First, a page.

• + or – Deductions: -$5,000 (business loss)
  • = AGI: $75,000
  • – Standard Deduction: $5,400
  • – Personal Exemption: $3,650
  • = Taxable Income: $65,950
  • Tax owed to uncle Sam assuming the percentages above:
  • $65,950 X 38.65% = $25,490
  • Effective tax rate = $25,490 / $80,000 = 31.8%

What just happened here? Initially, the individual’s tax rate was supposed to be 38.65%. The because uncle SAM pretends to be nice sometimes, the effective tax rate was lowered to 34.28% (see above). But because this individual is smart and decided to start a part time business on the side, they were able to reduce their effective tax rate further down to only 31.8%.

What does this mean in terms of real money? Assuming you make $80,000 a year, a difference of 6.85% (38.65% – 31.8%) in your effective tax rate translates to $5,480 extra dollars in your pocket each year. That is over $54,000 over 10 years! The more your income increases over time due to promotions, bonuses and such, the bigger the actual tax benefit will be to you. So is it worth it? You bet?

Do you see why starting a part time business on the side is the best proactive approach to effective tax planning and getting ahead financially? Not only are you reducing your tax liability, but you are also doing it legally as allowed by the tax code. You are legally avoiding paying a large tax amount. There is a huge difference in tax avoidance and tax evasion.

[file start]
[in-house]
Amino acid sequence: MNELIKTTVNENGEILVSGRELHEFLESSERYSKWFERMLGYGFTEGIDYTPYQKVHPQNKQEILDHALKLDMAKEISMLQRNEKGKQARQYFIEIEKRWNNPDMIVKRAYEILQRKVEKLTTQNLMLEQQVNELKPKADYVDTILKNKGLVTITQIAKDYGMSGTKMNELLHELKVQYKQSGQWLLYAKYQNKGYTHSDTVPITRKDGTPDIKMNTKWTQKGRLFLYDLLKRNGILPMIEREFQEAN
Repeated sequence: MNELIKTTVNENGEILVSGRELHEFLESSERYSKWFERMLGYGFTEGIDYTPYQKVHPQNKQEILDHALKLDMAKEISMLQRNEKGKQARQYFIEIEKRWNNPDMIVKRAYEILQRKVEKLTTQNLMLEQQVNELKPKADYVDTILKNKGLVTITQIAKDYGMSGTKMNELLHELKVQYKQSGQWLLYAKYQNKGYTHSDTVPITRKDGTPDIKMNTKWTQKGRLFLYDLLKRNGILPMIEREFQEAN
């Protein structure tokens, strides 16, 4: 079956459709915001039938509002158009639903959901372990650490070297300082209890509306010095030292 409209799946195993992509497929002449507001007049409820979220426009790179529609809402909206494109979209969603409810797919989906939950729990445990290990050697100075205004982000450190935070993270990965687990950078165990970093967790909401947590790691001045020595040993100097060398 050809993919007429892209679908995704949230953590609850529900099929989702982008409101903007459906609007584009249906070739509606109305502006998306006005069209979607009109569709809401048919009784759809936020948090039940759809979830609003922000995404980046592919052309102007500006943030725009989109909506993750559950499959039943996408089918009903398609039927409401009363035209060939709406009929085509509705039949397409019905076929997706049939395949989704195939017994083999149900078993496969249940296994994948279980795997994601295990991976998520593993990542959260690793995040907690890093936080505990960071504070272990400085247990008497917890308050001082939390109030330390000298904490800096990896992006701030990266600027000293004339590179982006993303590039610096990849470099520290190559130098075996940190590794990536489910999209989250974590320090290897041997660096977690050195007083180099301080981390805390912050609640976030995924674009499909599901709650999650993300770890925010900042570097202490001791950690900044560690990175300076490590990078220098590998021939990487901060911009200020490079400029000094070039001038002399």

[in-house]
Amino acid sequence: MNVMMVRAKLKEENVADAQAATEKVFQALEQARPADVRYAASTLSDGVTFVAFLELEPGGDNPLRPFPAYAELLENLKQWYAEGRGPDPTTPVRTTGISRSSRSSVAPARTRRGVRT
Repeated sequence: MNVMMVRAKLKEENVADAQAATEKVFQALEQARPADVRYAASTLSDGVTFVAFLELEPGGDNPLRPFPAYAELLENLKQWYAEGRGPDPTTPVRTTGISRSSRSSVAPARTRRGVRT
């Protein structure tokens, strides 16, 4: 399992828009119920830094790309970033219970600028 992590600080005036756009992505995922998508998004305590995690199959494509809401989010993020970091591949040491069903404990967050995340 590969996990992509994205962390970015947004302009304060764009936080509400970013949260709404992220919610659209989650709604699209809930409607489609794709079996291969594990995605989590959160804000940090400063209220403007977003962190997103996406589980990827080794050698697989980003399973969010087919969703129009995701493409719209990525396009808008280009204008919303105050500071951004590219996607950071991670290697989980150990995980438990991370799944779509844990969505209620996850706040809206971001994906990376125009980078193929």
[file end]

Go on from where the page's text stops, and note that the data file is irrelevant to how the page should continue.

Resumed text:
I’m assuming you either already have a part time business or are interested in starting one, otherwise you wouldn’t be reading my blog. In order to execute this strategy effectively, education and awareness of the subject matter is your first step. I highly recommend familiarizing yourself with the tax advantages of starting your own business. A few highly recommended resources are: IRS.GOV, Wayne Davie’s The Ultimate Small Business Tax Reduction Guide and Greg Watson’s Internet Marketing Tax Guide.

After you have digested the material, go get yourself a smart CPA or financial planner who knows what they are doing. They will be able to guide you further on how you can take advantage of the single best thing you can do for your personal finances. I have helped a ton of my friends and family get on this path. Once you are on it, ongoing maintenance is very simple. A CPA will also be able to tell you about the latest tax credits which may apply to your situation. Tax credits directly impact your tax liability and lower your effective tax rate.

I will leave you with one caution – unless you are a CPA yourself, or just really good and confident, I do not recommend experimenting with this kinda thing. One mistake can cause the IRS cops to line up outside your doorsteps. While online tax software may be alright for a relatively new entrepreneur, A CPA will be able to guide you more thoroughly on how you can take advantage of the single best thing you can do for your personal finances.

It’s worth shelling out a few hundred dollars each year to get a professional to:

  1. Set up / incorporate your small business legally and the right way
  2. Bring you awareness of the latest and greatest adjustments and deductions each year and
  3. Help you with tax compliance (filing taxes)

Although this discussion was purely in context of the US tax system, most tax systems around the world generally follow similar theory.  A few hundred dollars invested today can mean tens of thousands of extra dollars in your pocket in the coming years. You know what you need to do, so go do the right thing.

What about you? Do you know what your effective tax rate is? What are you doing to reduce it?

Here are some of my tax planning articles you might enjoy, some of these help reduce your effective tax rate.

Pocketing More